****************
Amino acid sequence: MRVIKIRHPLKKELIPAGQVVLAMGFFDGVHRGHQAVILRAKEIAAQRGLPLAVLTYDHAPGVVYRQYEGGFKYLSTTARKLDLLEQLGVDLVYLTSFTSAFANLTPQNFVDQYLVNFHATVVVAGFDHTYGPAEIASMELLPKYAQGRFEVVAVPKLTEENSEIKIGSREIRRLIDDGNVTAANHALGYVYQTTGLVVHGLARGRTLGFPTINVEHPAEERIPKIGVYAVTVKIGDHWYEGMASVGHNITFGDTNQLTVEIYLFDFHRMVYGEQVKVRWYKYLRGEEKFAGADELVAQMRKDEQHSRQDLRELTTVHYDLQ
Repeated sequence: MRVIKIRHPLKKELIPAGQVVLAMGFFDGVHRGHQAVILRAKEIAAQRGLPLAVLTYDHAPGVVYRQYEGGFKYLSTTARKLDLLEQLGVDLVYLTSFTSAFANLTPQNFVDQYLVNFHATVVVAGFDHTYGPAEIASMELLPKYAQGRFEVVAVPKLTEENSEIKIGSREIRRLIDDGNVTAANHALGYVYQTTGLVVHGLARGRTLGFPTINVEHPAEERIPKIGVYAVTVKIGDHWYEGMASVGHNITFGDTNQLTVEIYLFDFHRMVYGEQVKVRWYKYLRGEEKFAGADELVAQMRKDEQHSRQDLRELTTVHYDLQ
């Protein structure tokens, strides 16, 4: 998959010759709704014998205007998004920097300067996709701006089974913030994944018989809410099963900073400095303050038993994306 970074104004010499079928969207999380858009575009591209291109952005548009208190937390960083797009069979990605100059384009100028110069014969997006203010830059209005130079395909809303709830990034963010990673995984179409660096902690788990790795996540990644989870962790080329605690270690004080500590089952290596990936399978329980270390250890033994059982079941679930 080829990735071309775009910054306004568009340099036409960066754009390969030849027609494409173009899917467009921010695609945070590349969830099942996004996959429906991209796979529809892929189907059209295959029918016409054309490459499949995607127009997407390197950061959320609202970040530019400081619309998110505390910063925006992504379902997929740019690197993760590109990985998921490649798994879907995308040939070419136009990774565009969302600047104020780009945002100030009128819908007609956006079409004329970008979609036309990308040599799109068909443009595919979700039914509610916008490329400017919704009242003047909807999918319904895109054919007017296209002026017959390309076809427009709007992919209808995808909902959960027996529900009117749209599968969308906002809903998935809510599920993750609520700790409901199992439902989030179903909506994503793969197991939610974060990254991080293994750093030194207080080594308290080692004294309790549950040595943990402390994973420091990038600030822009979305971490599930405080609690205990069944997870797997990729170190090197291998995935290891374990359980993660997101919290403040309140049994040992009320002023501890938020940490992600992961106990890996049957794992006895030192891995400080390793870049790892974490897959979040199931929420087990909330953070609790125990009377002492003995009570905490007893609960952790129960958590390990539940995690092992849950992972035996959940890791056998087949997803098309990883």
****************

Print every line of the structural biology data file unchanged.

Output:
Amino acid sequence: MRVIKIRHPLKKELIPAGQVVLAMGFFDGVHRGHQAVILRAKEIAAQRGLPLAVLTYDHAPGVVYRQYEGGFKYLSTTARKLDLLEQLGVDLVYLTSFTSAFANLTPQNFVDQYLVNFHATVVVAGFDHTYGPAEIASMELLPKYAQGRFEVVAVPKLTEENSEIKIGSREIRRLIDDGNVTAANHALGYVYQTTGLVVHGLARGRTLGFPTINVEHPAEERIPKIGVYAVTVKIGDHWYEGMASVGHNITFGDTNQLTVEIYLFDFHRMVYGEQVKVRWYKYLRGEEKFAGADELVAQMRKDEQHSRQDLRELTTVHYDLQ
Repeated sequence: MRVIKIRHPLKKELIPAGQVVLAMGFFDGVHRGHQAVILRAKEIAAQRGLPLAVLTYDHAPGVVYRQYEGGFKYLSTTARKLDLLEQLGVDLVYLTSFTSAFANLTPQNFVDQYLVNFHATVVVAGFDHTYGPAEIASMELLPKYAQGRFEVVAVPKLTEENSEIKIGSREIRRLIDDGNVTAANHALGYVYQTTGLVVHGLARGRTLGFPTINVEHPAEERIPKIGVYAVTVKIGDHWYEGMASVGHNITFGDTNQLTVEIYLFDFHRMVYGEQVKVRWYKYLRGEEKFAGADELVAQMRKDEQHSRQDLRELTTVHYDLQ
């Protein structure tokens, strides 16, 4: 998959010759709704014998205007998004920097300067996709701006089974913030994944018989809410099963900073400095303050038993994306 970074104004010499079928969207999380858009575009591209291109952005548009208190937390960083797009069979990605100059384009100028110069014969997006203010830059209005130079395909809303709830990034963010990673995984179409660096902690788990790795996540990644989870962790080329605690270690004080500590089952290596990936399978329980270390250890033994059982079941679930 080829990735071309775009910054306004568009340099036409960066754009390969030849027609494409173009899917467009921010695609945070590349969830099942996004996959429906991209796979529809892929189907059209295959029918016409054309490459499949995607127009997407390197950061959320609202970040530019400081619309998110505390910063925006992504379902997929740019690197993760590109990985998921490649798994879907995308040939070419136009990774565009969302600047104020780009945002100030009128819908007609956006079409004329970008979609036309990308040599799109068909443009595919979700039914509610916008490329400017919704009242003047909807999918319904895109054919007017296209002026017959390309076809427009709007992919209808995808909902959960027996529900009117749209599968969308906002809903998935809510599920993750609520700790409901199992439902989030179903909506994503793969197991939610974060990254991080293994750093030194207080080594308290080692004294309790549950040595943990402390994973420091990038600030822009979305971490599930405080609690205990069944997870797997990729170190090197291998995935290891374990359980993660997101919290403040309140049994040992009320002023501890938020940490992600992961106990890996049957794992006895030192891995400080390793870049790892974490897959979040199931929420087990909330953070609790125990009377002492003995009570905490007893609960952790129960958590390990539940995690092992849950992972035996959940890791056998087949997803098309990883």